This book is action packed and full of twists and turns which I loved, it kept me on my toes most of the way through and I never knew what was going to happen next and even when I thought I knew, I was usually wrong and there were so many things that I just didn’t see coming. Shusterman’s writing is very good (bar occasional spelling and grammar mistakes, which is really an editing problem), he’s able to create whatever feeling he wants you to feel in his writing and you become very emotionally attached to all of the characters, whether that is in a good or a bad way.
I was expecting Lev to die, and he very nearly did but I was so glad he didn’t because whilst I started out hating him (he really irritated me at first), he has grown on me so much over the course of the books and developed so much as a character that it would have been a shame if he had died. I liked the idea of him having the names of all those unwinds tattooed on him, a physical reminder of what they were fighting for and a memory of all those who had been unwound, although I have to say, if I actually saw someone with names all over their body, it would most likely freak me out! I was glad that he was adopted by Elena and Chal, because it felt like he’d finally got the family he deserved, after his own disowned him and Pastor Dan died.
I don’t want to spoil this particular part, so let’s just say something happens to Connor that has been inevitable from the first book, and I have to admit I was almost crying when it did, but I think it was something that needed to happen and the way it was resolved was just…….amazing. I liked that this in a way gave him a link with Cam and that they ended up understanding each other considering that the context of their rivalry over Risa was gone due to the fact that Proactive Citizenry made Cam forget her. This particular scene will probably haunt me for a very, very long time, it’s almost as haunting as Roland’s unwinding in book one. You know that he’s going to make it out alive somehow, but that still doesn’t make the scene itself or his goodbye with Risa pack any less of an emotional punch.
This book also introduces a new villian Divan, a parts pirate (well kind of the boss of a lot of parts pirates really) and he was truly incredible. Yes he was evil, but he believed that what he was doing (unwinding teenagers with an automated unwinding machine rather than surgeons) was good, and at points you find yourself questioning whether his way is better (I concluded that it was just as bad). He had an element of humanity to him, even though he ran a business that was so horrific. I found his bonsai vases (like bonsai cats but with humans) and his organ made with human faces completely terrifying. He’s a truly worthy villian, incredibly pyschotic and yet somehow merciful (ie he didn’t unwind Argent fully and he let the Unwinds from his “harvest camp” escape). I liked that we found out a little more about how the parts pirates business works in this book, that was good.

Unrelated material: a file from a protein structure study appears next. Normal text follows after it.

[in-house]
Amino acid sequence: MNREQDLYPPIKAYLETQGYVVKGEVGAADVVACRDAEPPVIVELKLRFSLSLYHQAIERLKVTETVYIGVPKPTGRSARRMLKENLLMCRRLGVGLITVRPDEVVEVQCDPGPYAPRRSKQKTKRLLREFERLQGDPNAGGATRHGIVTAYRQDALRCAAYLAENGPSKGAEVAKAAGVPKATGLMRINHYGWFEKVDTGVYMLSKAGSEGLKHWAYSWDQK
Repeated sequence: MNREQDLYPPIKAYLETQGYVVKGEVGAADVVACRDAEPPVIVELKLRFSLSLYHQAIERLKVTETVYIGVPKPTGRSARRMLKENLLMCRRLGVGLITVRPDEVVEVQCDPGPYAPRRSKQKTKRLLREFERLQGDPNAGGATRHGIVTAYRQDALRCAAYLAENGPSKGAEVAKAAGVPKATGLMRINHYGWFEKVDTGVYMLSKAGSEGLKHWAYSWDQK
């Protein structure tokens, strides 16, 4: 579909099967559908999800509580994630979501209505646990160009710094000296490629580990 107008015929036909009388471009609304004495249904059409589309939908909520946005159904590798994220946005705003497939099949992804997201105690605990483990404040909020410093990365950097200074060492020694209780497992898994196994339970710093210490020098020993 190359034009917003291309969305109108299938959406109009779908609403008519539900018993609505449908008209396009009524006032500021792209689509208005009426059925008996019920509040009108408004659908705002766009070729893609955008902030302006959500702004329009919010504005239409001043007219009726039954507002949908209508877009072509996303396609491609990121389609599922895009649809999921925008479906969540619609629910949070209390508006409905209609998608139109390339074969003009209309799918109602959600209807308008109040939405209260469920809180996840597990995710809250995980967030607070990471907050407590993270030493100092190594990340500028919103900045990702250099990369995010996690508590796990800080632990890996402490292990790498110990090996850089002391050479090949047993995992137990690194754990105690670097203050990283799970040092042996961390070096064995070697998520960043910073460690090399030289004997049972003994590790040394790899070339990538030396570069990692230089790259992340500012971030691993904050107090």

I found that I liked Cam a lot more once he wasn’t obsessing over Risa, although that was because he was made to forget her, which some people seem to think is a cop-out but I thought it worked in the context of the last book. I liked the scene with him and Connor at the wedding and the scene where he finally let Risa go. I still don’t think the love triangle was really needed since it was always obvious to me that Risa would end up with Connor, but I did like the resolution to it. The scene with him in the roomful of Rewinds, where he found that he couldn’t kill them, was yet another touching one in this book. I loved that he took down Proactive Citzenry and gave Roberta what she deserved, and that at least in Hawaii, he became recognised as a person, because I think after all he’s done he deserves that and I think he is a person. He might be made up of unwound parts, but I think he has his own personality and that he really does deserve his personhood. I don’t really know what to think of his newfound relationship with Una, it’s kind of creepy that she likes him because he has her dead fiancé’s hands, but at the same time, they were quite sweet together.